The Adriatic Sea
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Sailing Away on Windstar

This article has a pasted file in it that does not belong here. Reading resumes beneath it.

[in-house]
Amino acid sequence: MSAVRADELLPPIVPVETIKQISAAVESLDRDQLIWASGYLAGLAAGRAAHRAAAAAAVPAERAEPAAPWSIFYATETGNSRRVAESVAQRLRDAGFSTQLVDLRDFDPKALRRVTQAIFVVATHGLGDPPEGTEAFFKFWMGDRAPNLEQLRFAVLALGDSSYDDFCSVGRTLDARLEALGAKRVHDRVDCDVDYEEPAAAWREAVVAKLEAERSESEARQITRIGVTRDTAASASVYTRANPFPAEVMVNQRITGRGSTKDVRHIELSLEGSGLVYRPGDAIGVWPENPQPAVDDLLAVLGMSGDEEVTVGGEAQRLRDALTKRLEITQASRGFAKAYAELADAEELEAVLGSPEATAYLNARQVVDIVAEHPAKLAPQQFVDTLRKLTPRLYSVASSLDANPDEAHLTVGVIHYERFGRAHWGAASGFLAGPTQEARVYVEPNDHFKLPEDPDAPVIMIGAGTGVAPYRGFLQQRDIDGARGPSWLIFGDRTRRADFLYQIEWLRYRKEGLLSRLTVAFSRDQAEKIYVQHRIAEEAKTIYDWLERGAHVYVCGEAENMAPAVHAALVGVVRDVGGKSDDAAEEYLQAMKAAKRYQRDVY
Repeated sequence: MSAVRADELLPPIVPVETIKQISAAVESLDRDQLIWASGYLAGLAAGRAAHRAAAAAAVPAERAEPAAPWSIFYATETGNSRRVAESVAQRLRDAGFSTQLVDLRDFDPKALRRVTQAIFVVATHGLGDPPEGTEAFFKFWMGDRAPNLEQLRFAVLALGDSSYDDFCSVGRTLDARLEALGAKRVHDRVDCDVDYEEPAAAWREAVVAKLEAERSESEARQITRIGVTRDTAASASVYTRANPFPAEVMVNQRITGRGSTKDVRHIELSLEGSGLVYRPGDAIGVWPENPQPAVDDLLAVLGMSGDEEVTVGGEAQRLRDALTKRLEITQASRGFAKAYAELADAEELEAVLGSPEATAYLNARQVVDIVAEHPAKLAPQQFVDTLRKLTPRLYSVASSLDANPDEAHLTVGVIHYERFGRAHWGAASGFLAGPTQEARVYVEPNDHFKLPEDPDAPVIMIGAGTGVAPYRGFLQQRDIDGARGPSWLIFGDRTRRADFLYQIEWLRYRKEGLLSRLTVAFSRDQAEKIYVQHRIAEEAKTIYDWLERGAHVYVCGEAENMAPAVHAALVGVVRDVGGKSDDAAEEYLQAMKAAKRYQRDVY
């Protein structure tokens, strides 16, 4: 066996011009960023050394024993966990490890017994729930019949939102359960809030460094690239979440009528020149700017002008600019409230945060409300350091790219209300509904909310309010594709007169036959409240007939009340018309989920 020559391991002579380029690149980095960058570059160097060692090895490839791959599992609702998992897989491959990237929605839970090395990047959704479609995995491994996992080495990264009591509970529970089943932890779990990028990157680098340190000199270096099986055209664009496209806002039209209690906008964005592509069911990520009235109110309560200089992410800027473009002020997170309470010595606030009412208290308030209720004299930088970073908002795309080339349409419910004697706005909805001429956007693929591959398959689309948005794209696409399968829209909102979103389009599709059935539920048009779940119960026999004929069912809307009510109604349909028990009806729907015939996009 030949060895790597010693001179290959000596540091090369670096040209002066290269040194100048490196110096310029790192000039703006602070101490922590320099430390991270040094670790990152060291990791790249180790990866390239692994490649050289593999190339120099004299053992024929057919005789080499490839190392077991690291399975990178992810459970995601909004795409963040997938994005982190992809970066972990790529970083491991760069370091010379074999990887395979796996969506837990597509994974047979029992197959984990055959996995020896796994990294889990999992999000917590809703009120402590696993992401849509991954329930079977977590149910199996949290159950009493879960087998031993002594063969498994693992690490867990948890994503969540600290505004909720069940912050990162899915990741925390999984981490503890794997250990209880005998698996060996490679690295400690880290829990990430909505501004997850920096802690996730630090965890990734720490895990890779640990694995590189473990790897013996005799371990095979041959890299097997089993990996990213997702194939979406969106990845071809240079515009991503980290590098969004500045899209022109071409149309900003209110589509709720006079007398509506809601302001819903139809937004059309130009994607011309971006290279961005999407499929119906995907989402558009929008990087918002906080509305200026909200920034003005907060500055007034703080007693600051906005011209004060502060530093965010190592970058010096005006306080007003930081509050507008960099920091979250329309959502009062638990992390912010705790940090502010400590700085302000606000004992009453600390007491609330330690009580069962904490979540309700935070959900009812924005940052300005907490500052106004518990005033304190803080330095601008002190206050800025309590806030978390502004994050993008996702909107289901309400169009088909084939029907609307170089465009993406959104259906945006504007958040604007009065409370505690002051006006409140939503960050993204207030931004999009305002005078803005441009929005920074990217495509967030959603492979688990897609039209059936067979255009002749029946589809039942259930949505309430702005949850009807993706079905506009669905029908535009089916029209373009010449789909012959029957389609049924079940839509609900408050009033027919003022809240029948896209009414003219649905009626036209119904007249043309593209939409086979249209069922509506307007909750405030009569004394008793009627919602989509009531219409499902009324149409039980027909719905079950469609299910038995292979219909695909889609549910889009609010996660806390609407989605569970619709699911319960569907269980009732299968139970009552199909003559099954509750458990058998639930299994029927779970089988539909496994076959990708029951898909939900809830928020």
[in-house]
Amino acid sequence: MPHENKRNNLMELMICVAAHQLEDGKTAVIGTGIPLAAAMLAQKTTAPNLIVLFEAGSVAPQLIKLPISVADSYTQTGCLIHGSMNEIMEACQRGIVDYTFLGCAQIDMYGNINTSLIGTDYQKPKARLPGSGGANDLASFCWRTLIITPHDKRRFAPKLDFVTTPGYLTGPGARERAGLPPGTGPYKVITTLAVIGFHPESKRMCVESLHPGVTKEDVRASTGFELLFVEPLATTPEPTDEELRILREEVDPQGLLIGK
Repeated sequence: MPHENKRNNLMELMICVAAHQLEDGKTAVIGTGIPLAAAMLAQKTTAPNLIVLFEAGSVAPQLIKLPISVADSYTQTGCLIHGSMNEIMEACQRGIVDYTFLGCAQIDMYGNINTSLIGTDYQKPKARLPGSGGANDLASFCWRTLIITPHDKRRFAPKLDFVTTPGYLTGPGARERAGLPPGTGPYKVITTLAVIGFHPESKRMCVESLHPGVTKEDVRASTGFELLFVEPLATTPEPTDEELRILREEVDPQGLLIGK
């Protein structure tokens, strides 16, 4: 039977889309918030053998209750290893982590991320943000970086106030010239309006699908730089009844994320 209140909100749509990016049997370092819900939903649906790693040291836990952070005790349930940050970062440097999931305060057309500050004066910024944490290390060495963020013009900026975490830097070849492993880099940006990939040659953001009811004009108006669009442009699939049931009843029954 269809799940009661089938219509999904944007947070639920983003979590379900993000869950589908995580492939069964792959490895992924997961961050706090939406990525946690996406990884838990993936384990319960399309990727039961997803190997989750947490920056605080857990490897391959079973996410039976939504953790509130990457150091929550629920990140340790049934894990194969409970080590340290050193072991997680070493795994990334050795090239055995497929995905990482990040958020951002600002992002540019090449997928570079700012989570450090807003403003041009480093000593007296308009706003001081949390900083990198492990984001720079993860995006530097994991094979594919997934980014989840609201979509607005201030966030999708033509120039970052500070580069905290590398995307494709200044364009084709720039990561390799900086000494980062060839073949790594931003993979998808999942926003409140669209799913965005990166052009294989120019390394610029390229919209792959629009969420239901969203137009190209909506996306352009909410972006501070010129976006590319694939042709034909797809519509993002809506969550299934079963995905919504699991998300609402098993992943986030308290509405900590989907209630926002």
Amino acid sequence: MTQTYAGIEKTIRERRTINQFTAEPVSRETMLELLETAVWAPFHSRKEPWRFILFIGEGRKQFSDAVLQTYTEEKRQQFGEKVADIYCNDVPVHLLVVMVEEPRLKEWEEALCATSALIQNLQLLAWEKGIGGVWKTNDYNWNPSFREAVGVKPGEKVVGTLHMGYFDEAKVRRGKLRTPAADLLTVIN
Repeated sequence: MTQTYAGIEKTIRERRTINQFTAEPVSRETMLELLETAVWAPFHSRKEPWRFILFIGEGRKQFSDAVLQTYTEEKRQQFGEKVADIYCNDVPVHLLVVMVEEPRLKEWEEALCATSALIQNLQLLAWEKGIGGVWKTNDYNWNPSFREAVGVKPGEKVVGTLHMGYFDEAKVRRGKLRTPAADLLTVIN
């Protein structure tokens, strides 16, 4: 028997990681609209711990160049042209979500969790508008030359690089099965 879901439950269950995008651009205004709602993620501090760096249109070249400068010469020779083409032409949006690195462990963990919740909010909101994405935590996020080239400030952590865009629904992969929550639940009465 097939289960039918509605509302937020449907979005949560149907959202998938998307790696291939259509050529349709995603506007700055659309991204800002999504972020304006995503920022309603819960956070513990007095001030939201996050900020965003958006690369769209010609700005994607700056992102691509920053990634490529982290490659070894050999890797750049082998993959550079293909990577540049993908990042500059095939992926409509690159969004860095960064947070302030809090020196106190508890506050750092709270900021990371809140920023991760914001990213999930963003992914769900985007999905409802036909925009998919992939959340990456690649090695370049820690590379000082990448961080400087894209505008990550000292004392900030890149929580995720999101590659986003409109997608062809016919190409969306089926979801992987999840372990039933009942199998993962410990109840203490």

It's our second morning aboard the MSY Wind Surf, the largest of the expanding Windstar Cruise Line. Already the ship and her staff have endeared themselves to us in a way no other cruise ship has been able. The crew are not only friendly, but genuinely seem to be enjoying themselves. A smile, a laugh, a friendly good morning delivered without being intrusive. There is a personal touch here that is lacking on the larger ships -- no disrespect to the crews of the vast Holland America, Cunard or Royal Caribbean vessels which plow these same seas (though usually visitng only the larger ports). You cannot get to know 2500 passengers in a week, the passenger count on the smallest of those leviathans of the sea, while it's a manageable feat if your guest count is 250. The Wind Surf accommodates a little over 300 guests by comparison. Some people prefer the anonymity and grandeur of the bigger ships, but we quickly discovered that it adds so much more to the sense of relaxation to look up at a voice and see that it's Steven or Adam or Riz asking the question, and they, in turn, know your name. Crowds do not exist on board the Surf. We may gather together for a show or presentation, but at no time is there a feeling of herding. Of lines. Windstar has completely changed my assessment of cruising as a whole, and converted me to their way of thinking. Cruising done right - or as the company's advertising line points out, they are "180 Degrees from Ordinary".
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